Well, the news is in. The reports are finalized. The diagnosis is officially .. well, estimated.
The quick version is that, as I’d suspected, our girl walked into a(nother) mine field and somehow managed to get no more than grazed by a bullet. She does have a form of epilepsy, however, it is (almost, mostly, sort of, we think) benign. It does not call for medication. There’s a good chance that she will outgrow it. If you’re going to have epilepsy, it doesn’t really get much better than that.
The bad news is that this didn’t turn out to be the key to the mystery of her loss of ground in language. There will be no magic pill to kickstart her stalled progress. The good news, however, is that, sans magic pill, there will be no scary side effects with which to contend, nor a mama in a constant panic about the long-term effects of pouring industrial strength drugs into a 49 pound child.
According to the epileptologist (yeah, that’s a word), the abnormal activity in her EEG looks (mostly) like the activity found in benign bilateral rolandic epilepsy. Of course, my sweet girl is never one to keep things simple (hence all the parentheses), so we don’t get to stick with that as a diagnosis. Instead, we’re going to call it ‘a-typical benign rolandic epilepsy.’ That’s my kid — even within the realm of a-typicality, she goes for extra credit.
The way that the epileptologist explained it to me, she has abnormal electrical activity in her brain, but the spikes that she experiences do not (currently) fall into the pattern of rythmicity or constancy of seizures. If seizures are fires, she’s got randomly popping embers. The embers are neither bursting into flames nor popping with sufficient regularity to be (at least obviously) destructive.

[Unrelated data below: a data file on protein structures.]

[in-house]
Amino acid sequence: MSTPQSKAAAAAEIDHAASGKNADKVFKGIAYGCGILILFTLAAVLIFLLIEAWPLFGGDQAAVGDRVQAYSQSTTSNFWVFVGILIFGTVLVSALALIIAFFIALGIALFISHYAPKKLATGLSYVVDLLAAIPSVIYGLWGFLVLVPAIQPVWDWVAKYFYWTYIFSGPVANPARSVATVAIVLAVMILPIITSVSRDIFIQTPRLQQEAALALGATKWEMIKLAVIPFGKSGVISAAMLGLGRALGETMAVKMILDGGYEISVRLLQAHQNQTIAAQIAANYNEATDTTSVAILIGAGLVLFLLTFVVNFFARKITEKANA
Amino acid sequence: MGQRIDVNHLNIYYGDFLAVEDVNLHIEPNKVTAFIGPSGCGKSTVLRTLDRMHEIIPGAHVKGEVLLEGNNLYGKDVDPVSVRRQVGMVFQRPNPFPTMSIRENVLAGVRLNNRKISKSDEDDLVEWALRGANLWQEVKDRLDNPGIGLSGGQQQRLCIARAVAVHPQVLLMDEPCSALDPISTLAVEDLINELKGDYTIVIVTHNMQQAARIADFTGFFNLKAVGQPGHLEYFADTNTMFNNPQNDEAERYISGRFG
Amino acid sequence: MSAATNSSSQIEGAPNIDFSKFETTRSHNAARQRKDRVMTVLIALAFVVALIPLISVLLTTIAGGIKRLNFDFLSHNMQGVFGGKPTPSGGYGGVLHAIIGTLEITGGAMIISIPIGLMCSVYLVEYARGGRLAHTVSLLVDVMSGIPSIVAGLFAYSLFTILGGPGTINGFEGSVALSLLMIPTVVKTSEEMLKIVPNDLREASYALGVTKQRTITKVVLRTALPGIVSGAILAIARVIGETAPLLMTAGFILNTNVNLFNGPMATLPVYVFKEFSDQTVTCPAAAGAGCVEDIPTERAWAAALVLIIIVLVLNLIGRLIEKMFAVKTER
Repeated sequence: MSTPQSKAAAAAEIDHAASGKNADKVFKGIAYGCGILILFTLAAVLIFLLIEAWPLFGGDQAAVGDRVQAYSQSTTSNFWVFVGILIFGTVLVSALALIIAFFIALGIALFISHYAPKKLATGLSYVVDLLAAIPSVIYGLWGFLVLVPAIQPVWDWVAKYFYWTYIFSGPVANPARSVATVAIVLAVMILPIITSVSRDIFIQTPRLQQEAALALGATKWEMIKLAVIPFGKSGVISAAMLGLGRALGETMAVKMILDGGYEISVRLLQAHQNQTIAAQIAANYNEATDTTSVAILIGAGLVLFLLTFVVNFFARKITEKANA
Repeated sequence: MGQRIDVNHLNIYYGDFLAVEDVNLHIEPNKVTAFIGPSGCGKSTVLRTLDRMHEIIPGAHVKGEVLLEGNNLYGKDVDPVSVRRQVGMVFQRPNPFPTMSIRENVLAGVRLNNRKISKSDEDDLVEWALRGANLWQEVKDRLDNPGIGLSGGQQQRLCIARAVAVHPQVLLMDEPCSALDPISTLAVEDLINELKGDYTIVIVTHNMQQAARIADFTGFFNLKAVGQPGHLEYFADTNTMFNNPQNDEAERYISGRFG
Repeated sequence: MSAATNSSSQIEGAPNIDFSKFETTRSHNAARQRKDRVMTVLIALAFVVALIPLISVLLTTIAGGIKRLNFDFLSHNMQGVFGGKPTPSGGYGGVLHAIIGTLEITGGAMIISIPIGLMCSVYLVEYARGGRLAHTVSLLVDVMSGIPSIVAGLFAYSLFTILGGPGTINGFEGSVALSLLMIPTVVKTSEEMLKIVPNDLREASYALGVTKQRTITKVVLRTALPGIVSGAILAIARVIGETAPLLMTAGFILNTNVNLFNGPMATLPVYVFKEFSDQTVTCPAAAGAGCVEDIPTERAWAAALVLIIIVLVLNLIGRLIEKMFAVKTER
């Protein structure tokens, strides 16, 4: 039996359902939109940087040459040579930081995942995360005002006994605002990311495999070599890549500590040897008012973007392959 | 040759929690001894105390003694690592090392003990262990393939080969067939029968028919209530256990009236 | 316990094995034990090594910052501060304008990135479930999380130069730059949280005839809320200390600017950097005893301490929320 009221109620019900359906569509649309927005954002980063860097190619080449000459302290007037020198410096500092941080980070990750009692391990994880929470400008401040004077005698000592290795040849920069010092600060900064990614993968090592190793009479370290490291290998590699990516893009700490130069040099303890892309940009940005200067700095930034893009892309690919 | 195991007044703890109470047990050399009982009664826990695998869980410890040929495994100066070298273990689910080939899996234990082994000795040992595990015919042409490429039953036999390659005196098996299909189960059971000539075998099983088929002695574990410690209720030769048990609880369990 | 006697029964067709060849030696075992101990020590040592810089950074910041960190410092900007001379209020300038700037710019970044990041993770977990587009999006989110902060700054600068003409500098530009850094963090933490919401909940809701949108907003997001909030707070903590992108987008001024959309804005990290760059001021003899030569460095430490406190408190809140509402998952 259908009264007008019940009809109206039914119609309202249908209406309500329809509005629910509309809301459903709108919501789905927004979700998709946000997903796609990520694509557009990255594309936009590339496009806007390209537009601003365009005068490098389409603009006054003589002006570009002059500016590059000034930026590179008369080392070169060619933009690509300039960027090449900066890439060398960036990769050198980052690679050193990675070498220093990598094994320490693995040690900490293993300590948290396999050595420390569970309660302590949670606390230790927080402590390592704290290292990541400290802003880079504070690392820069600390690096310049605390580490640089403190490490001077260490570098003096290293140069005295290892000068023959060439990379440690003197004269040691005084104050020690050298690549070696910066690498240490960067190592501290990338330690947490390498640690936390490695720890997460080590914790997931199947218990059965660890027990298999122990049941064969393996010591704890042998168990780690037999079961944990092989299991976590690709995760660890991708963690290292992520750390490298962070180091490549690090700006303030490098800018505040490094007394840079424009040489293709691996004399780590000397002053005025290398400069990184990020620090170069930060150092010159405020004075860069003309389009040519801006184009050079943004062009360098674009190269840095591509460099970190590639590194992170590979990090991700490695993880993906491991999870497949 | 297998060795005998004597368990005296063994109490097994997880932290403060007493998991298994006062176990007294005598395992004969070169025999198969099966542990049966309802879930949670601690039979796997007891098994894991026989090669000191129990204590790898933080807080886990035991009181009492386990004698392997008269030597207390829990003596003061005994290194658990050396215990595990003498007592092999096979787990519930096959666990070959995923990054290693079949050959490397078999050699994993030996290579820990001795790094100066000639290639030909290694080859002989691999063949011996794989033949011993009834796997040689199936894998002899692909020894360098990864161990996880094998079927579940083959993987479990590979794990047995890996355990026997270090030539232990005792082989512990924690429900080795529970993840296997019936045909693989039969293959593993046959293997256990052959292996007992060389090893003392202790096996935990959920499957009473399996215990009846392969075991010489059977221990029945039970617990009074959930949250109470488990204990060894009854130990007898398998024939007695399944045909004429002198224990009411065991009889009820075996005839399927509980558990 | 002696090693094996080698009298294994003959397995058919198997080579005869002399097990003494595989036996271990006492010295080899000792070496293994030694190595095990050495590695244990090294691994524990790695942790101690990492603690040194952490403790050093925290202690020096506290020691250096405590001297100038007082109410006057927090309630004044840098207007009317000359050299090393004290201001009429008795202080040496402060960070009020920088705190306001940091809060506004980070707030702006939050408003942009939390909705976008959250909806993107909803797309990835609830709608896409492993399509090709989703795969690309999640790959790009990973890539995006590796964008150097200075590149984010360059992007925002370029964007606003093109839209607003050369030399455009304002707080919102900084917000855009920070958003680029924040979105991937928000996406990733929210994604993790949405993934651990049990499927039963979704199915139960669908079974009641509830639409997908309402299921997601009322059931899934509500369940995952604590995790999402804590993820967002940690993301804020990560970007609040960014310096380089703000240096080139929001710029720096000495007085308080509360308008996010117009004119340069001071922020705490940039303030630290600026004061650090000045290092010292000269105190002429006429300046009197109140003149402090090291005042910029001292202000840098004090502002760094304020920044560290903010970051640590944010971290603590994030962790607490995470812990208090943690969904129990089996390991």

“So what do we do now?” I asked (again).
The answer was essentially, “Be vigilant.”
We were referred to this particular doctor for a reason. He has led the charge in researching epilepsy and its relationship to autism. He explained that if you were to subject the autistic population to EEGs, 30% of autistic people would have abnormal results similar to Brooke’s. The number skyrockets to 60% when that group is narrowed to those with (pre-DSM 5) classic autism. Approximately a quarter to a third (of the whole) will experience actual seizure activity in their lifetimes. (These stats vary wildly depending on who you ask, as the research is still relatively thin.)
Those numbers are scary. And they lead to far more questions than answers. And while knowing that our kiddo is in the 30 (or 60)%, doesn’t actually change her risk profile, it sure as hell changes our very tangible awareness of it.
“So what does all this mean?” I asked (again).
“It means that she can’t be alone in water,” he said. “It means that she can’t climb to the top of a play structure without someone nearby. It means that, well, we’re not entirely sure what it means.” Okay, maybe that last sentence wasn’t exactly verbatim.
“So we’re back to square one with the language question,” I sighed. “We still have no idea why she went from the 37th percentile in language to the 1st.”
He was quiet for a moment. And then he pulled words out of my head and said them aloud into the phone.
“Mrs. Wilson,” he said, “I would point out that her neuropsychological report shows stalled progress in language, which is very, very different from regression. She has not lost skills, nor backslid from previously reached milestones, but rather, her progress has not kept pace with her peers. As dramatic as the contrast may appear year over year, autism, as you well know, is a pervasive developmental disability. This will happen from time to time. She may periodically plateau, lose ground, or max out in a particular area. Try as you might, you may not find another explanation other than autism itself.”